I am proud of my daughter Jessica whose annual Yosemite camping trip for her Palestinian mentees has evolved into a TechWomen tradition. This year, there were enough mentors and mentees for two weekends. I was a driver last weekend, joining about thirty others – many of them camping for the first time. We stopped over in Columbia for lunch on the way to our campsite at Tuttletown. We had a lovely time getting to know each other, figuring out how to raise a tent, singing pop songs, and eating s’mores – and Safa of Libya got to touch a river for the first time ever!
The 108 TechWomen emerging leaders from 22 countries in the Middle East, Africa, and Central Asia arrive in the San Francisco Bay Area in September. Larissa Brown Shapiro and I were co-mentors for TechWomen Fellow Imen Rahal of Algeria in 2013, giving me some background. So looking forward to this! TechWomen is a program of the US State Department for which I was Process Architect in 2010-2011.
Pictures Copyright 2019 by Katy Dickinson – of gifts from Imen Rahal, 2013. Photo of Katy, Mercedes, and Fatema taken by IIE TechWomen, October 2018. Quote posted by IIE to TechWomen Twitter site, 11 April 2018.
I have been proud to team up with Mercedes Soria and Fatema Kothari for a third year as TechWomen impact coaches, to work with five remarkable leaders from Morocco: Safaa Boubia, Nisrine Oukacha, Fatima Zzahra Meziane, Fatima Zahra Oumenni, and Imane Nassif. We have been working together since the ladies arrived in September to create Connect to Impact – a new online platform offering resources for nonprofits in Morocco to showcase their actions plans, increase their awareness and access to donors, and in time, improve their skills through fit-for-purpose training. Connect to Impact will provide a bilateral matchmaking algorithm between donors and nonprofit organizations.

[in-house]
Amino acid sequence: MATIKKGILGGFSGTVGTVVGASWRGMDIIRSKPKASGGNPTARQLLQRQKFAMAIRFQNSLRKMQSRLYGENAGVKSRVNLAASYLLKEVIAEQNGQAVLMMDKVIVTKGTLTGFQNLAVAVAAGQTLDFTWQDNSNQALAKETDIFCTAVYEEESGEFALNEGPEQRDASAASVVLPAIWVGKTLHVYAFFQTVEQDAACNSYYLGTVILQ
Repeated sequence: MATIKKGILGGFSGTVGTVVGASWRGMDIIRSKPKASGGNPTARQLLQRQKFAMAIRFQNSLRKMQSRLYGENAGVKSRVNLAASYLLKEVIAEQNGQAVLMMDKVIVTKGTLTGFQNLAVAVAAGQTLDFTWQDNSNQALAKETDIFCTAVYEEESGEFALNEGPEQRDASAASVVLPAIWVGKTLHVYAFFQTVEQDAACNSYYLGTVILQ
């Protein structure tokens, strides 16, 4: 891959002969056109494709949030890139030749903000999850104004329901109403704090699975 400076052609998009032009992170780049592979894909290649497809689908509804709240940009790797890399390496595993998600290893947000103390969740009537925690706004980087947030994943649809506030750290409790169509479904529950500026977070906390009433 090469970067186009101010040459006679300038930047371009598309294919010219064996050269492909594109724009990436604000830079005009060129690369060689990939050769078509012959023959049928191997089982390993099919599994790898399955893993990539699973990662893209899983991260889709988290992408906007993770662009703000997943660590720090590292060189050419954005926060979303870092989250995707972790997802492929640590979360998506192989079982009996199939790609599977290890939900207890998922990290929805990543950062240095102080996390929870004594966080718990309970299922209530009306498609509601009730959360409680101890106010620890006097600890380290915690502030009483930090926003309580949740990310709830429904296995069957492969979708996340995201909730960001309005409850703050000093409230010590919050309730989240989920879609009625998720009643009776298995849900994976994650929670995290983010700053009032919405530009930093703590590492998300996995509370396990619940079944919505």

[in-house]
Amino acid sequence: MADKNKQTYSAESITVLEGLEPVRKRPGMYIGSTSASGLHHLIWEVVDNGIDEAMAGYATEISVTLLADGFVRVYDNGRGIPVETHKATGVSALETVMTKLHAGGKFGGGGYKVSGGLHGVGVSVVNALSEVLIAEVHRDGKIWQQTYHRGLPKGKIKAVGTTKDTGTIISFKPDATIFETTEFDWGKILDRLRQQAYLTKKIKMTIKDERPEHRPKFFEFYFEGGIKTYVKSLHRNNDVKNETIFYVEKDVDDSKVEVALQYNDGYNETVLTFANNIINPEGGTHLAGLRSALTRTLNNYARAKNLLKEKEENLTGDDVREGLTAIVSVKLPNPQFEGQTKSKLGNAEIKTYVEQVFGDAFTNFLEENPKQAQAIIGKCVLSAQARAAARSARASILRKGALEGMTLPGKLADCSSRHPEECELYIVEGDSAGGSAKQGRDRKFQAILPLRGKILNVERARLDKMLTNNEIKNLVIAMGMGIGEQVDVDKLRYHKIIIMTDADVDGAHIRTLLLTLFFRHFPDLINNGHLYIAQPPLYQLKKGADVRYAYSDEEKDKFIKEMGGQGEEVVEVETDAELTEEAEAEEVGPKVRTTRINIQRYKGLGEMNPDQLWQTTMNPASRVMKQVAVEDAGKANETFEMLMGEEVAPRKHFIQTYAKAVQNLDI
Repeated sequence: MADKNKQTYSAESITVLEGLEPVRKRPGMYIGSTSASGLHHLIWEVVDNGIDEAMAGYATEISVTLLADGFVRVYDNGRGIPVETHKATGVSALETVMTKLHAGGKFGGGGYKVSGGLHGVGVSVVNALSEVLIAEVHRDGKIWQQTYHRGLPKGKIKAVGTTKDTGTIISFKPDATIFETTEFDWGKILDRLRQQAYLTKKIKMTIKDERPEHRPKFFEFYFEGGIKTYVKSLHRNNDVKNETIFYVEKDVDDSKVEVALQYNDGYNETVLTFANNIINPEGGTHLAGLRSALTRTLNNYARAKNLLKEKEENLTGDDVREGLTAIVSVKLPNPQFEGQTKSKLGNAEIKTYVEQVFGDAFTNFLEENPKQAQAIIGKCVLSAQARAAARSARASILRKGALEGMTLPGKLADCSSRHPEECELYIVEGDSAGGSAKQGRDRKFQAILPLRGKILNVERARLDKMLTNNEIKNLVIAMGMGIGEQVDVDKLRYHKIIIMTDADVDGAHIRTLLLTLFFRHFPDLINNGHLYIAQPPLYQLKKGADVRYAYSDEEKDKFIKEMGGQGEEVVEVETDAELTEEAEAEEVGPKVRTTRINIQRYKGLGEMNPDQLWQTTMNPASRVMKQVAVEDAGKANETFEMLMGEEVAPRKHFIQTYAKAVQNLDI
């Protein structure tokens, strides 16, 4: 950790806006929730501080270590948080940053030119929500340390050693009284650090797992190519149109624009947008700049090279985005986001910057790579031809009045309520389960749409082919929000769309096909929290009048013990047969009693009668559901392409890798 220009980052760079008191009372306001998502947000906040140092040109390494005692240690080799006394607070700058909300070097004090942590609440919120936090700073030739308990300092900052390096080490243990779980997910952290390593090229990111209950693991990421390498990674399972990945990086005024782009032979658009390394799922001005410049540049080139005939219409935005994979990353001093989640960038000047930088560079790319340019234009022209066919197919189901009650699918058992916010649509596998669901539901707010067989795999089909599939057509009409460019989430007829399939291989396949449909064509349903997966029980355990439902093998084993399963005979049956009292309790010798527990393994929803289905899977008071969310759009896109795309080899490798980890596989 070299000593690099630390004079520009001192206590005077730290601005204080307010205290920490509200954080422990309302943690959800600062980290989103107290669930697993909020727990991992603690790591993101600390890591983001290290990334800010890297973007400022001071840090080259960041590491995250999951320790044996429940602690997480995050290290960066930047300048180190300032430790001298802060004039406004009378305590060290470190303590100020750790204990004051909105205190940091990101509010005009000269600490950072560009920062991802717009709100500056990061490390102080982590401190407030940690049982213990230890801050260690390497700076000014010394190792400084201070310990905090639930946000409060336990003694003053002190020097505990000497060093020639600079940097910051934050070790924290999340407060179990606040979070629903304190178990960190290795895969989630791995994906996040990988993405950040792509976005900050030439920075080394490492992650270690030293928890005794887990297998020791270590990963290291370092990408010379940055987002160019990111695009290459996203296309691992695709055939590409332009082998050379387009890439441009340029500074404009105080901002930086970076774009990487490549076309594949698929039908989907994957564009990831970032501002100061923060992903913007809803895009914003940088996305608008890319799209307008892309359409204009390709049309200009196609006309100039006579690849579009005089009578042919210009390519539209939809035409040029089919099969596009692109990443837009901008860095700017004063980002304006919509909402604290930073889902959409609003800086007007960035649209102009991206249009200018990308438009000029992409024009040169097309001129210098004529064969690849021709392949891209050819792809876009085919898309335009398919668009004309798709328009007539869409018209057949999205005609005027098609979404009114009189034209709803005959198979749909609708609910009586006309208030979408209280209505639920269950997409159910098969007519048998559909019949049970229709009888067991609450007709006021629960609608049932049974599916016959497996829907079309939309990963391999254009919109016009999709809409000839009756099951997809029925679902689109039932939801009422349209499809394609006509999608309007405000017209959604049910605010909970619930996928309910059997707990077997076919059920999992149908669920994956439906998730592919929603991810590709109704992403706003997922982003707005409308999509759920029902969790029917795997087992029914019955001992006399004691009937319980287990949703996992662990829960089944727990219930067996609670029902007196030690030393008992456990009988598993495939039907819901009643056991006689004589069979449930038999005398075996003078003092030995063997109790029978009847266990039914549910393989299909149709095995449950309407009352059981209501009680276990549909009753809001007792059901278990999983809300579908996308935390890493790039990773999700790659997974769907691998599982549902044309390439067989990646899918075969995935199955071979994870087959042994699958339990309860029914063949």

Team Morocco presented about Connect to Impact at TechWomen Pitch Day yesterday. We find out at the Community Event on Monday, 22 October 2018, which of the twenty country teams won.
What is TechWomen?
TechWomen empowers, connects and supports the next generation of women leaders in science, technology, engineering and mathematics (STEM) from Africa, Central and South Asia, and the Middle East by providing them the access and opportunity needed to advance their careers, pursue their dreams, and inspire women and girls in their communities.
Part of the joy of TechWomen is its large and supportive community. My daughter Jessica Dickinson Goodman is also a TechWomen mentor, again coaching Team Palestine, which also gave an excellent pitch yesterday. During the intermission, we got to see videos from TechWomen Fellows of prior years, including Solve24, created by our own 2017 Team Lebanon. Wish us luck in winning the pitch competition!
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Photos Copyright 2018 by Katy Dickinson
Marriage Equality: approved a historic resolution giving all Episcopalians the ability to be married by their priests in their home churches
Revising the Book of Common Prayer: adopted a resolution that allows all congregations in the Episcopal Church to use optional, expansive-language versions of three Rite II Eucharistic prayers in the 1979 Book of Common Prayer
The Episcopal Church and the #MeToo movement: voices and stories of women played a significant role, from a liturgy where bishops offered laments and confession for the church’s role in sexual harassment, exploitation and abuse, to passing a resolution so that deputies can to bring babies on the floor of the House of Deputies to feed them